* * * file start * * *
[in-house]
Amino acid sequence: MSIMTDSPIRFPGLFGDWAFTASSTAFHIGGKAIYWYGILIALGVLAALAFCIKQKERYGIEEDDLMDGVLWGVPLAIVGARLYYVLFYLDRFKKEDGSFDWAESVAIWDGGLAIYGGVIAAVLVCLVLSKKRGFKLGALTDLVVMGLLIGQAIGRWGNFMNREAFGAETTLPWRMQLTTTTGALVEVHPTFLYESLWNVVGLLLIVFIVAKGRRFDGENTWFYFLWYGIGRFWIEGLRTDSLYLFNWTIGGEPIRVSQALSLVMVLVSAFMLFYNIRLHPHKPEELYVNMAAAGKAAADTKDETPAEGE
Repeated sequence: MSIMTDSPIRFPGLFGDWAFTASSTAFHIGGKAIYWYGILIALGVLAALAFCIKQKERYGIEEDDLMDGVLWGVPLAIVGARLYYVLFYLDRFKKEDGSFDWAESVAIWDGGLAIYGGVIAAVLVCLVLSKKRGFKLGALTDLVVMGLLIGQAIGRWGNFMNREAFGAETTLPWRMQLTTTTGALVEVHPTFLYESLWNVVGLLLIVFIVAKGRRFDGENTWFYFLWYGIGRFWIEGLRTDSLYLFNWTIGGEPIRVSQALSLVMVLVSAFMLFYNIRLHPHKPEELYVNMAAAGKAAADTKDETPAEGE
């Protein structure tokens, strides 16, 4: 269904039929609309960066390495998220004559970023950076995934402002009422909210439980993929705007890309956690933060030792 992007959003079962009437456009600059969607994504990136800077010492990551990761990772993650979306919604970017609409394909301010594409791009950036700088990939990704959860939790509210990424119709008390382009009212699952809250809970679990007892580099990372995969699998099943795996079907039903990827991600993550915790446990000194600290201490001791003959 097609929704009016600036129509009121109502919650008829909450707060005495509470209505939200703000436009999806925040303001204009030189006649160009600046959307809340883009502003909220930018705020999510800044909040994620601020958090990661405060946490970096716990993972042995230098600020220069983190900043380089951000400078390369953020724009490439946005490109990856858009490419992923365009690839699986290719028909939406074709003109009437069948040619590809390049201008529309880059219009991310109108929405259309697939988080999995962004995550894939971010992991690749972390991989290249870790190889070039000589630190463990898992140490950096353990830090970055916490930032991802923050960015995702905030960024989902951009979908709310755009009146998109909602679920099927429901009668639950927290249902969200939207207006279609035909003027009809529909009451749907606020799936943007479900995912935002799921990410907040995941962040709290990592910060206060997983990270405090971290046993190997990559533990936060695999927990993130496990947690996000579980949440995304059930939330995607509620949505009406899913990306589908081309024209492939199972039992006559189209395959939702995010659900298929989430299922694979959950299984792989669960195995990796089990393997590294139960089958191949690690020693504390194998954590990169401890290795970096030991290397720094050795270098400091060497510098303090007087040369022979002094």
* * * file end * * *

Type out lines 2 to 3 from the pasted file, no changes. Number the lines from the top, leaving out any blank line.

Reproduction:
Amino acid sequence: MSIMTDSPIRFPGLFGDWAFTASSTAFHIGGKAIYWYGILIALGVLAALAFCIKQKERYGIEEDDLMDGVLWGVPLAIVGARLYYVLFYLDRFKKEDGSFDWAESVAIWDGGLAIYGGVIAAVLVCLVLSKKRGFKLGALTDLVVMGLLIGQAIGRWGNFMNREAFGAETTLPWRMQLTTTTGALVEVHPTFLYESLWNVVGLLLIVFIVAKGRRFDGENTWFYFLWYGIGRFWIEGLRTDSLYLFNWTIGGEPIRVSQALSLVMVLVSAFMLFYNIRLHPHKPEELYVNMAAAGKAAADTKDETPAEGE
Repeated sequence: MSIMTDSPIRFPGLFGDWAFTASSTAFHIGGKAIYWYGILIALGVLAALAFCIKQKERYGIEEDDLMDGVLWGVPLAIVGARLYYVLFYLDRFKKEDGSFDWAESVAIWDGGLAIYGGVIAAVLVCLVLSKKRGFKLGALTDLVVMGLLIGQAIGRWGNFMNREAFGAETTLPWRMQLTTTTGALVEVHPTFLYESLWNVVGLLLIVFIVAKGRRFDGENTWFYFLWYGIGRFWIEGLRTDSLYLFNWTIGGEPIRVSQALSLVMVLVSAFMLFYNIRLHPHKPEELYVNMAAAGKAAADTKDETPAEGE